11. 11. Implementation Issues <ul><li>Cost </li></ul><ul><li>many free templates and web-based games. </li></ul><ul><li>purchase games ranging from a few dollars to hundreds of dollars. </li></ul><ul><li>instructor time to create your own </li></ul><ul><li>Accessibility </li></ul><ul><li>access to a computer and internet connection </li></ul><ul><li>In class games can be online, board, or paper and pencil. </li></ul><ul><li>Student disability </li></ul><ul><li>IT support </li></ul>
  12. 12. How to assess quality <ul><li>Questionnaire by students </li></ul><ul><li>Pretests and posttests </li></ul><ul><li>Debriefing </li></ul>
  13. 13. Clinical based research <ul><li>Puerperal women learn about breastfeeding and newborn care through a board game. Correct answers increased from 17% to 78%. (Bochennek et al, 2007 referenced Fonseca et al. 2000, 2002) </li></ul><ul><li>A clinic developed a trivia game to teach peritoneal dialysis to its patients and their family members. Participants answered a survey about the teaching strategy. They concluded that this is an effective way to teach about this topic. (Kennedy, 2006) </li></ul>
  14. 14. Staff education <ul><li>A rural Midwest hospital implemented a game based learning activity to address knowledge deficits in medication administration and high med error rate. After this fun intervention it was determined that this was a successful method to use for education and they did not receive one medication error report for the last half of the year. (Ward and Koerner, 2008) </li></ul>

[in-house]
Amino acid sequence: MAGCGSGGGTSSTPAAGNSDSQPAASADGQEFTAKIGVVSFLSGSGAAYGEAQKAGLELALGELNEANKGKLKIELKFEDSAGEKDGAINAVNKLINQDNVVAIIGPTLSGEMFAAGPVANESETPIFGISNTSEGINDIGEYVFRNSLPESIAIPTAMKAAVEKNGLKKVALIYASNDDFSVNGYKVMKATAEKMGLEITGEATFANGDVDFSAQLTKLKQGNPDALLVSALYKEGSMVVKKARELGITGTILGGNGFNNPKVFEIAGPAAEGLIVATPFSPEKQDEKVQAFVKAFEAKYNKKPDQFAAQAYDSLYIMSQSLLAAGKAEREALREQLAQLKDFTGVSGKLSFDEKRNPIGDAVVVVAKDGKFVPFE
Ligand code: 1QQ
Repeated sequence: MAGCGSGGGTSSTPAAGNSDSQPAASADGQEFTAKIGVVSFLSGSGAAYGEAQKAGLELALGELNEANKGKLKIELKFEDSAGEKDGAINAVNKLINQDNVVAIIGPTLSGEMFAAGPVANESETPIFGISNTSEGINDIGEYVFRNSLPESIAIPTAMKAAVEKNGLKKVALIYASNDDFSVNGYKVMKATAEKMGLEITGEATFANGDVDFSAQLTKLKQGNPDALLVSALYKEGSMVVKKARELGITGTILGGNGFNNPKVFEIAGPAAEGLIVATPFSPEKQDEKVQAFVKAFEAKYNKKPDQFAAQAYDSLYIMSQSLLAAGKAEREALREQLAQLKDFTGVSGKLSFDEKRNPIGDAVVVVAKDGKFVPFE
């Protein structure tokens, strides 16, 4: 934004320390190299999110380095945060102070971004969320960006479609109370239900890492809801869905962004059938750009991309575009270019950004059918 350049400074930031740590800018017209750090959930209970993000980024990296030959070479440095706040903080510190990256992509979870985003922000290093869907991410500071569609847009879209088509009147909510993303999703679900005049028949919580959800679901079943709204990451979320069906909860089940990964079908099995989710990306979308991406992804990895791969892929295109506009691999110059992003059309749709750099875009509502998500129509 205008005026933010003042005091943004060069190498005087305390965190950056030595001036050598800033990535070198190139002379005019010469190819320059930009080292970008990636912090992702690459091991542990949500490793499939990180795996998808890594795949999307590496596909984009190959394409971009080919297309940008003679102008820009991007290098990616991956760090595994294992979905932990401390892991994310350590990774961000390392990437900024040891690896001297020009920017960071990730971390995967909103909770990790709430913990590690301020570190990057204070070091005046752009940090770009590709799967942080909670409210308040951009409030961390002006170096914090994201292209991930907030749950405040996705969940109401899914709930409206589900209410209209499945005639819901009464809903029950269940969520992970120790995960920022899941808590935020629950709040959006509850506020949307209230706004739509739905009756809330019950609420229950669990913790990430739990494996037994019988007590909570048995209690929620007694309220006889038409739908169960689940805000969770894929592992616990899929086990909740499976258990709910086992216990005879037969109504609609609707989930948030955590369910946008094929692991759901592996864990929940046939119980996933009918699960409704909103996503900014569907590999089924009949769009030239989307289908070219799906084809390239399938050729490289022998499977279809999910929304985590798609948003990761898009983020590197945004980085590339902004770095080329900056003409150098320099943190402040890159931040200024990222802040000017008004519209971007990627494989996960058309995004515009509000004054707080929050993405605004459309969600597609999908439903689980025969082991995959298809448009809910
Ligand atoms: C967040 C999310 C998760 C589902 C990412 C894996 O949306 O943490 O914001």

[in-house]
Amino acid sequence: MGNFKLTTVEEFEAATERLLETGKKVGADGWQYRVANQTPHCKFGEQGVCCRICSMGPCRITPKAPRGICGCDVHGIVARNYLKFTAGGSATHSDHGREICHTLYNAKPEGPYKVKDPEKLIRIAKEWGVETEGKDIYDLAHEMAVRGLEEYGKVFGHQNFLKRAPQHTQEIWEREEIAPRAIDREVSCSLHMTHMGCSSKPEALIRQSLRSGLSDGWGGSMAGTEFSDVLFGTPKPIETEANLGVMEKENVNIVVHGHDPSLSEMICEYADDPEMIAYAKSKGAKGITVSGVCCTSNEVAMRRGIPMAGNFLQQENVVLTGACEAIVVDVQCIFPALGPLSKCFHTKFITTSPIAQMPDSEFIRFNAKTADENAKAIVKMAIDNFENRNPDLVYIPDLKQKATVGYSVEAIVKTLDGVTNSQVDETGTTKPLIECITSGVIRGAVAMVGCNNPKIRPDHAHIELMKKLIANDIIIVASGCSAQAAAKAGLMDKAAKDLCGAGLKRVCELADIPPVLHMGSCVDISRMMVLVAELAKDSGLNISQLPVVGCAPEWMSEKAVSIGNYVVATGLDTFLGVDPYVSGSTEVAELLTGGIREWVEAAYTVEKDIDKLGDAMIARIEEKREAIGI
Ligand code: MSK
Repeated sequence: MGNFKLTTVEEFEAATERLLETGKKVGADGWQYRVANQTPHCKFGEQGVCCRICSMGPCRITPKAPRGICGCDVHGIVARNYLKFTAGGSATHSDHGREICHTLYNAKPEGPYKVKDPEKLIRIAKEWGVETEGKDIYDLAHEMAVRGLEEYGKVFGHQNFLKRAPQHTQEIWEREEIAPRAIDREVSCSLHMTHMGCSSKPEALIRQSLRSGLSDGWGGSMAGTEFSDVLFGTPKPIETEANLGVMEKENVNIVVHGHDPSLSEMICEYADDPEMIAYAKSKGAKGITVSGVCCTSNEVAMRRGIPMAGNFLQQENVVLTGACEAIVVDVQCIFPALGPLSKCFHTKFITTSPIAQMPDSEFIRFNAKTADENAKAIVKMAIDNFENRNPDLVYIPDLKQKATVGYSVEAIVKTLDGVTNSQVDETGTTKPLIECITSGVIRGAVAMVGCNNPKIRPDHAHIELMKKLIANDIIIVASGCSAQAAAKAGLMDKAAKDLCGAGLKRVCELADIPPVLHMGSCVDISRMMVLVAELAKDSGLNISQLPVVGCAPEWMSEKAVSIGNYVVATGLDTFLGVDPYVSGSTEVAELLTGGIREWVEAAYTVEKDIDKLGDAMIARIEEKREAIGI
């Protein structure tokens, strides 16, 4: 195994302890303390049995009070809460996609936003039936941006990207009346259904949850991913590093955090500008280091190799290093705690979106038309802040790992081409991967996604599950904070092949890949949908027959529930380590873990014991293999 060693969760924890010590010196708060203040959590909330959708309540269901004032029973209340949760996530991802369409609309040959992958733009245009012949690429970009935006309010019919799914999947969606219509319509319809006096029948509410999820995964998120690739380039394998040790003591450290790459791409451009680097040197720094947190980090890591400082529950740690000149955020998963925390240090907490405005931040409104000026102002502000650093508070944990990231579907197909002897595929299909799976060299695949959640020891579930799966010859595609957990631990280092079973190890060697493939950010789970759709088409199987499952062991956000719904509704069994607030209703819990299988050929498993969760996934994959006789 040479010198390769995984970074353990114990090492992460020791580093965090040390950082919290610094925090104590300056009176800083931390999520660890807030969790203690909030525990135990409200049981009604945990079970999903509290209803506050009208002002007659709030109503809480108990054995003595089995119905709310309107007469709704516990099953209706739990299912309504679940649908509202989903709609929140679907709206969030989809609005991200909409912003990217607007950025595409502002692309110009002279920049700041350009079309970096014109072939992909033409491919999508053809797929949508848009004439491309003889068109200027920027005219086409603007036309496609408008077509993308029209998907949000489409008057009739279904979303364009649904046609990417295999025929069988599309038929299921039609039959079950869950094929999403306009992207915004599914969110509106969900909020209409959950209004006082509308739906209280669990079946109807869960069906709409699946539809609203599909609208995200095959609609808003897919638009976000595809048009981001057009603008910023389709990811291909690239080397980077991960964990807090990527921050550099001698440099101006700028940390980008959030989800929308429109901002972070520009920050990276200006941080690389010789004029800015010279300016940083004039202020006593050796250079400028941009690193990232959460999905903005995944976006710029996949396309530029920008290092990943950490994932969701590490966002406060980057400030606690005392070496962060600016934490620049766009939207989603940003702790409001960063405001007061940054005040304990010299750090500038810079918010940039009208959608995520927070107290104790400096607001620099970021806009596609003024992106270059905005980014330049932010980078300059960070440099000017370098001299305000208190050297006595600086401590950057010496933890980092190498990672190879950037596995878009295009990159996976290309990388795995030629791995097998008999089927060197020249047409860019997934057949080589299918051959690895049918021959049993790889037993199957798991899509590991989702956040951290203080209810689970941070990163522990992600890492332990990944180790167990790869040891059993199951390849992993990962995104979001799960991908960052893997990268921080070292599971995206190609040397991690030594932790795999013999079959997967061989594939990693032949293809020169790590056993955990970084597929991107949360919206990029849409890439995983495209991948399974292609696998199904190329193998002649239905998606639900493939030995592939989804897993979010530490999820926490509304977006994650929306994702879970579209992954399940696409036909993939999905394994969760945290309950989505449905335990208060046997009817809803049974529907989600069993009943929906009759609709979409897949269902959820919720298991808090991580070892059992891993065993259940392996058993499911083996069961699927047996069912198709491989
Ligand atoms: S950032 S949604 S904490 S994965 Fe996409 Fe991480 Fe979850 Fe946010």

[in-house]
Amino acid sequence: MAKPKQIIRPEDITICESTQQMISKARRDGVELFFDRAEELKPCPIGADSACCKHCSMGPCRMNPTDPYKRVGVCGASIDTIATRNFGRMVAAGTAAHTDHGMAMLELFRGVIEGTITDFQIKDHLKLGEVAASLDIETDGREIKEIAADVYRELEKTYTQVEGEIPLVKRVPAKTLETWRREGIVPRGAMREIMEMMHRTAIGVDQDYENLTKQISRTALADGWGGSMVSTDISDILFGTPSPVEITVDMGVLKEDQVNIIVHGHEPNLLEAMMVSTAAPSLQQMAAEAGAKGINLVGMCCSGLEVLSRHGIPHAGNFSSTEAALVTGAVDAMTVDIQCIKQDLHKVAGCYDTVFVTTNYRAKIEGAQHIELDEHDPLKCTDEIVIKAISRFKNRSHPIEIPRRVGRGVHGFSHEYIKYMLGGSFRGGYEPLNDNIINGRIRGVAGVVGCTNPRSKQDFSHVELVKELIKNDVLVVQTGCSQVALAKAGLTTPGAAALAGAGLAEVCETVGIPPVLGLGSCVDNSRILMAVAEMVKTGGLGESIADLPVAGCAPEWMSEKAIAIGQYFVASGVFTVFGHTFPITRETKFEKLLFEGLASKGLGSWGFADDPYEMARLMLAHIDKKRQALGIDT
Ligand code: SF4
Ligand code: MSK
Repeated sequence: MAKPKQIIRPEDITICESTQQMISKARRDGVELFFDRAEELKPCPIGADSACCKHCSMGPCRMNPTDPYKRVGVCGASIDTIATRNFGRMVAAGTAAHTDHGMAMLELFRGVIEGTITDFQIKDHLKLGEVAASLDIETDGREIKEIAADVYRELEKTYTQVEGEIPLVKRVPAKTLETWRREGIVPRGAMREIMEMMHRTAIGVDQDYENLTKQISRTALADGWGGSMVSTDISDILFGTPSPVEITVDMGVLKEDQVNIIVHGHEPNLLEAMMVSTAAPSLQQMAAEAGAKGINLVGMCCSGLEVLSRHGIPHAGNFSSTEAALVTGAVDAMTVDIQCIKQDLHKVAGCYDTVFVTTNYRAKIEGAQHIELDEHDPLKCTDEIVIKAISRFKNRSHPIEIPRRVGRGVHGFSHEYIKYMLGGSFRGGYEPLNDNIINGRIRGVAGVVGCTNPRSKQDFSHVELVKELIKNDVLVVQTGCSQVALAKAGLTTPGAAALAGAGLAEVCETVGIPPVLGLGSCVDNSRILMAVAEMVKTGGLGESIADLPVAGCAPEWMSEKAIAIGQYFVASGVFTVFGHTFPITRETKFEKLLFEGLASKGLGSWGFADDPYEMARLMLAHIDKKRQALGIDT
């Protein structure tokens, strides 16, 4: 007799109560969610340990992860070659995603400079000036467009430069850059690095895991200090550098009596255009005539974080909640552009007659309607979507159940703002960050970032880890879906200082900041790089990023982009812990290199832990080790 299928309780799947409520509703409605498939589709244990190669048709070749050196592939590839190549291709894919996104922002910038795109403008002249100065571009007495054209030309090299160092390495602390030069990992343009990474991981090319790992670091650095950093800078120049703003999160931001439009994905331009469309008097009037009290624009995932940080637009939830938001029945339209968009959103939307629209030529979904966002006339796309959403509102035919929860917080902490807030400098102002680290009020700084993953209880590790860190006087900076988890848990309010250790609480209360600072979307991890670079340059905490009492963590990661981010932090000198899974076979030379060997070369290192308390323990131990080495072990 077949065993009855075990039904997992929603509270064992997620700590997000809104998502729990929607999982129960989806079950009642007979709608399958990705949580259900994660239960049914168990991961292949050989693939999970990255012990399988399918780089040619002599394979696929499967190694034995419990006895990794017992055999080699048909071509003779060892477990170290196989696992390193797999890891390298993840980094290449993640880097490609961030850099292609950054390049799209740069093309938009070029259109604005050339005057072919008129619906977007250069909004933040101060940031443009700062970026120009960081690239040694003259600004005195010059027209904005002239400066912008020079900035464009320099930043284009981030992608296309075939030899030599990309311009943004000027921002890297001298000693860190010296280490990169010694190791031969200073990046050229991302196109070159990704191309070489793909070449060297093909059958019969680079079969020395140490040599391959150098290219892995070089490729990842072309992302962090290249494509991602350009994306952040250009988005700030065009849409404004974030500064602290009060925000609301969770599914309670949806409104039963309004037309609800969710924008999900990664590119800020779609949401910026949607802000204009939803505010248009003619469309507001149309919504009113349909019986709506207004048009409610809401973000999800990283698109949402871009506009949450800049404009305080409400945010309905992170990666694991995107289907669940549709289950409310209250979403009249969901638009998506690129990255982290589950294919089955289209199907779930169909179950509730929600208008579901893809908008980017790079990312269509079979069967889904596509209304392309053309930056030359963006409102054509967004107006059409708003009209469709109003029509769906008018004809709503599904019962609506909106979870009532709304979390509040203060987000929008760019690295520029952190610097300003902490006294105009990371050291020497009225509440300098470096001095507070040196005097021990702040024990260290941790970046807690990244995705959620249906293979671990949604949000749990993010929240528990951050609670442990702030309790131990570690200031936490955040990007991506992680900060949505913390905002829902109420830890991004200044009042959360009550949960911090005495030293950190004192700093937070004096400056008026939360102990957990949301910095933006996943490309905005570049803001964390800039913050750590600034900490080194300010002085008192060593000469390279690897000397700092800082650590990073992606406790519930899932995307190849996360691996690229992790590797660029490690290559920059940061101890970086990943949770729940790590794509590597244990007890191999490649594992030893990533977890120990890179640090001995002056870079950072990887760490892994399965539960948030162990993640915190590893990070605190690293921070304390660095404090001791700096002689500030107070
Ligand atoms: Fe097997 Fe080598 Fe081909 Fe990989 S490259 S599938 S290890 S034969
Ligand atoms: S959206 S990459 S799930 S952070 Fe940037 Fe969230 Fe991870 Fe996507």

15. 15. Education <ul><li>Ward et al (2008) reported on a study that compared web based gaming strategy with self study computerized flash card use. Results were similar, but students continued to play the game. This study adds to the literature that games can be an enjoyable and motivating teaching method. </li></ul>
  16. 16. Nursing education <ul><li>A study was done be Cowan and Tesch (Royse and Newton, 2007) where the control groups was taught the content with traditional methods, the treatment group was taught the same way, but also played a game. Pretest scores did not differ between the two groups, but post test scores were 85% versus 94% correct for the treatment group. </li></ul>
  17. 17. Teaching ethics <ul><li>Study focused on development of cultural awareness using games. They found that the participation helped them learn ways of relating to each other. (Graham and Richardson, 2008) </li></ul>